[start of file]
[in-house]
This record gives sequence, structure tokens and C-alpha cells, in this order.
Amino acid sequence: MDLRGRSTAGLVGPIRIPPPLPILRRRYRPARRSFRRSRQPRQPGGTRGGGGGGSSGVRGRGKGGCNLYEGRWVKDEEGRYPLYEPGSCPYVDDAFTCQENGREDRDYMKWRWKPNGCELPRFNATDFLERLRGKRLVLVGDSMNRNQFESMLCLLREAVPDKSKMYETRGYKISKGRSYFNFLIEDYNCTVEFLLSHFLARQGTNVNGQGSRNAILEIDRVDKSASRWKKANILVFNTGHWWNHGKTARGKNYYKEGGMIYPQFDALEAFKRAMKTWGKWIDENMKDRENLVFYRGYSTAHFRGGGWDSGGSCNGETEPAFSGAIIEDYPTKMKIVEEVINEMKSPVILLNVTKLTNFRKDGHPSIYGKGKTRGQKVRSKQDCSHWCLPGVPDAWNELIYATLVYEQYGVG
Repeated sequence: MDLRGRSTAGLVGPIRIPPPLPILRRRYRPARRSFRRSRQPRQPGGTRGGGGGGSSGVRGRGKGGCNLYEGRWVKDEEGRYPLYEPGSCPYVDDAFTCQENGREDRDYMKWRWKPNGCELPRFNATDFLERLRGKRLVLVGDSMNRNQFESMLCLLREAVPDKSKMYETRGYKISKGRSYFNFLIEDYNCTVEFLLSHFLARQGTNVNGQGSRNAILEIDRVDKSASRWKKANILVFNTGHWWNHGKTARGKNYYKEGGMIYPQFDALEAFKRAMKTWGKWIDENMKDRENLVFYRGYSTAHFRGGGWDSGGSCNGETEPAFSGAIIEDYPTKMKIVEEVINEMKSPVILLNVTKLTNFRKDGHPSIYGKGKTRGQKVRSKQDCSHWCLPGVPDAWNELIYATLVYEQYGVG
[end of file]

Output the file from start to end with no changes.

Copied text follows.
[in-house]
This record gives sequence, structure tokens and C-alpha cells, in this order.
Amino acid sequence: MDLRGRSTAGLVGPIRIPPPLPILRRRYRPARRSFRRSRQPRQPGGTRGGGGGGSSGVRGRGKGGCNLYEGRWVKDEEGRYPLYEPGSCPYVDDAFTCQENGREDRDYMKWRWKPNGCELPRFNATDFLERLRGKRLVLVGDSMNRNQFESMLCLLREAVPDKSKMYETRGYKISKGRSYFNFLIEDYNCTVEFLLSHFLARQGTNVNGQGSRNAILEIDRVDKSASRWKKANILVFNTGHWWNHGKTARGKNYYKEGGMIYPQFDALEAFKRAMKTWGKWIDENMKDRENLVFYRGYSTAHFRGGGWDSGGSCNGETEPAFSGAIIEDYPTKMKIVEEVINEMKSPVILLNVTKLTNFRKDGHPSIYGKGKTRGQKVRSKQDCSHWCLPGVPDAWNELIYATLVYEQYGVG
Repeated sequence: MDLRGRSTAGLVGPIRIPPPLPILRRRYRPARRSFRRSRQPRQPGGTRGGGGGGSSGVRGRGKGGCNLYEGRWVKDEEGRYPLYEPGSCPYVDDAFTCQENGREDRDYMKWRWKPNGCELPRFNATDFLERLRGKRLVLVGDSMNRNQFESMLCLLREAVPDKSKMYETRGYKISKGRSYFNFLIEDYNCTVEFLLSHFLARQGTNVNGQGSRNAILEIDRVDKSASRWKKANILVFNTGHWWNHGKTARGKNYYKEGGMIYPQFDALEAFKRAMKTWGKWIDENMKDRENLVFYRGYSTAHFRGGGWDSGGSCNGETEPAFSGAIIEDYPTKMKIVEEVINEMKSPVILLNVTKLTNFRKDGHPSIYGKGKTRGQKVRSKQDCSHWCLPGVPDAWNELIYATLVYEQYGVG